Lawfare News

Reassessing the Carter Administration 40 Years Later

Bruce Riedel
Thursday, January 14, 2021, 2:01 PM

A review of “His Very Best: Jimmy Carter, A Life” by Jonathan Alter (Simon & Schuster, 2020)

Published by The Lawfare Institute
in Cooperation With

PDF Version

A review of “His Very Best: Jimmy Carter, A Life” by Jonathan Alter (Simon & Schuster, September 2020)


The first ever book-length biography of our 39th president, Jimmy Carter, is an illuminating and fascinating portrait of a much underappreciated man. Jonathan Alter’s “His Very Best: Jimmy Carter, A Life” makes a compelling case that Carter accomplished a great deal in his four years but that these successes have been lost in the recriminations over the Iran hostage crisis, Carter’s personality faults and the malaise that gripped America in the late 1970s.

Alter paints a portrait of an intensely driven man—an engineer by profession who disliked playing politics. We learn of the paradoxes and contradictions in his life story. He was the only modern American president who did not play golf, but he was a genuine fan and friend of the Allman Brothers and Bob Dylan. He campaigned for governor of Georgia along typical segregationist lines in the Deep South and then stunned his inauguration audience by announcing the time for “racial discrimination” was over in the state. He was the most pious president in decades but was a firm believer in the separation of church and state. Above all, Carter was a decent and honest man who routinely took on the hardest and most unpopular issues because that is what he believed was the president’s job.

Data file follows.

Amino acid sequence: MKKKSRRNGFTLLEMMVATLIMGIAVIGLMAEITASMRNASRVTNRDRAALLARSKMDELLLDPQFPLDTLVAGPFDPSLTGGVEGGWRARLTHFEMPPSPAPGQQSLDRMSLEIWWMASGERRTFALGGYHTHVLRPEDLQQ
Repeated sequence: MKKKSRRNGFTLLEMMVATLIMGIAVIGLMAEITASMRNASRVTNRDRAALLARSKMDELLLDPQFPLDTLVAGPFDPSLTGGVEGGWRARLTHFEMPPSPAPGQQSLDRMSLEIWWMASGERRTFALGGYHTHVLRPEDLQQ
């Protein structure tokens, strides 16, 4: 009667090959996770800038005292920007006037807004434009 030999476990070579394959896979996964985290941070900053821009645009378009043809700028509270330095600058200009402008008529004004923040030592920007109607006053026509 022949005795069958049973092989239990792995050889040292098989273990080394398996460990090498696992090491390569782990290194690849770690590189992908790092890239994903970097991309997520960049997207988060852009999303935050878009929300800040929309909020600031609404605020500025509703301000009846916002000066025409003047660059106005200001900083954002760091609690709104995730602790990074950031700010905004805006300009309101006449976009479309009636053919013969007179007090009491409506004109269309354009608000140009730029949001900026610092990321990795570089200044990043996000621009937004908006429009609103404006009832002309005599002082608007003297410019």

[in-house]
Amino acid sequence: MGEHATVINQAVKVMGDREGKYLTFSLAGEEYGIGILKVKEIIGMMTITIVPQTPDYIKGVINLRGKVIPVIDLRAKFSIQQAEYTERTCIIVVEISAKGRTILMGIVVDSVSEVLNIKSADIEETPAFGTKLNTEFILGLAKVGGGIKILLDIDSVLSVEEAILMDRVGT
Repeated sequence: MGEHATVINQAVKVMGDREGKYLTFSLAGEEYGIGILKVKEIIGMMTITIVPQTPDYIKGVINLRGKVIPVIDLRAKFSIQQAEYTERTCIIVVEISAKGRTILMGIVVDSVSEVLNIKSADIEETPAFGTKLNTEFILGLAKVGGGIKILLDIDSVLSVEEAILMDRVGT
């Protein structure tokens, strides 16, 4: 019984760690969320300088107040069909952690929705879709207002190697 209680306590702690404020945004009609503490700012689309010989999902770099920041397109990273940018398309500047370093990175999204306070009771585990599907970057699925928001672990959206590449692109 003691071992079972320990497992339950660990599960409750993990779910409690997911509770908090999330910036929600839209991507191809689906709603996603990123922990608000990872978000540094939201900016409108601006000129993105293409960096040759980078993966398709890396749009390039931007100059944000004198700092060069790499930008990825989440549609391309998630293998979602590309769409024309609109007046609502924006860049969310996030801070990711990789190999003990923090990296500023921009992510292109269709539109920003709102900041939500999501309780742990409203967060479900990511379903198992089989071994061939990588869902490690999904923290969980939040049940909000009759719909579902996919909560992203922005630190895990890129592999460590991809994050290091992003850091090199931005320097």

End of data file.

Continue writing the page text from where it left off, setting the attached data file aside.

Carter was the first president I ever met. It was just before the 1978 Camp David summit with Egyptian President Anwar Sadat and Israeli Prime Minister Menachem Begin. Carter came to CIA headquarters, and I was part of the briefing team to help prepare him for the summit. I was just 25 years old and had been at the CIA for just over a year. Carter was focused on Begin, whose election to prime minister had been a surprise for the agency the year before. Carter wanted much more information on Israel.

The Camp David agreements were undoubtedly his biggest accomplishment in diplomacy. And he had to do it twice: first in September 1978 at the presidential retreat in Maryland and then again shuttling in the region when the Egyptian-Israeli peace treaty seemed destined for failure in March 1979. It was Carter’s stubborn refusal to give up that made the treaty a reality. It was very much a personal achievement. Alter brings new information to the story from the private diary the first lady kept at Camp David.

The treaty has prevented a full-scale Arab-Israel war for four decades now and effectively eliminated the existential threat to the survival of Israel. In doing so it also reduced the incentive for Israel to make a deal with the Palestinians. Carter spent much of his time after the White House promoting the Palestinian cause, to little avail, probably out of remorse about the treaty’s failure to bring a comprehensive peace. He was often very critical of Israel. Less well known is that Carter’s administration also set in process the creation of the Holocaust Museum in Washington, D.C.

Carter was also the president who negotiated the return of the Panama Canal to Panama despite the vociferous opposition of the American right wing led by Ronald Reagan. As Alter rightly argues, this probably averted a long guerrilla war that would have pitted the United States against all of Latin America and cost tens of thousands of lives. Today it is a forgotten triumph of his remarkable persistence in painstakingly gaining the support necessary in the Senate to ratify the treaty, which Reagan never challenged in his presidency.